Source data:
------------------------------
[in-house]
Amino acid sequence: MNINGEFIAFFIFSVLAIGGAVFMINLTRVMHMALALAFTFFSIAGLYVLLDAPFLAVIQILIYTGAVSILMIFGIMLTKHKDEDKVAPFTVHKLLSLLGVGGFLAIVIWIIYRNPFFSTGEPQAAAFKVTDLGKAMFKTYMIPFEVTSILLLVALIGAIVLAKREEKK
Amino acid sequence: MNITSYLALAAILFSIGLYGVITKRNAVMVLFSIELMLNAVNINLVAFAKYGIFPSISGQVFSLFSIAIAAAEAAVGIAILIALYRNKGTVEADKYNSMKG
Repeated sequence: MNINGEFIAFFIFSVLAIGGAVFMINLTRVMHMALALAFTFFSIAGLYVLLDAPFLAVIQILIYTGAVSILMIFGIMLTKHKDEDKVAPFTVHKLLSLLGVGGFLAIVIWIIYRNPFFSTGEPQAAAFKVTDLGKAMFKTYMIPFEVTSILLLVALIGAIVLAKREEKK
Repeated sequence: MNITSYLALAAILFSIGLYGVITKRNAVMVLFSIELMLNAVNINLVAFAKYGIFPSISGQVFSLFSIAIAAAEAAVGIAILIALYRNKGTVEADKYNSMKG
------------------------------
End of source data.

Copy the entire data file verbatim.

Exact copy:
[in-house]
Amino acid sequence: MNINGEFIAFFIFSVLAIGGAVFMINLTRVMHMALALAFTFFSIAGLYVLLDAPFLAVIQILIYTGAVSILMIFGIMLTKHKDEDKVAPFTVHKLLSLLGVGGFLAIVIWIIYRNPFFSTGEPQAAAFKVTDLGKAMFKTYMIPFEVTSILLLVALIGAIVLAKREEKK
Amino acid sequence: MNITSYLALAAILFSIGLYGVITKRNAVMVLFSIELMLNAVNINLVAFAKYGIFPSISGQVFSLFSIAIAAAEAAVGIAILIALYRNKGTVEADKYNSMKG
Repeated sequence: MNINGEFIAFFIFSVLAIGGAVFMINLTRVMHMALALAFTFFSIAGLYVLLDAPFLAVIQILIYTGAVSILMIFGIMLTKHKDEDKVAPFTVHKLLSLLGVGGFLAIVIWIIYRNPFFSTGEPQAAAFKVTDLGKAMFKTYMIPFEVTSILLLVALIGAIVLAKREEKK
Repeated sequence: MNITSYLALAAILFSIGLYGVITKRNAVMVLFSIELMLNAVNINLVAFAKYGIFPSISGQVFSLFSIAIAAAEAAVGIAILIALYRNKGTVEADKYNSMKG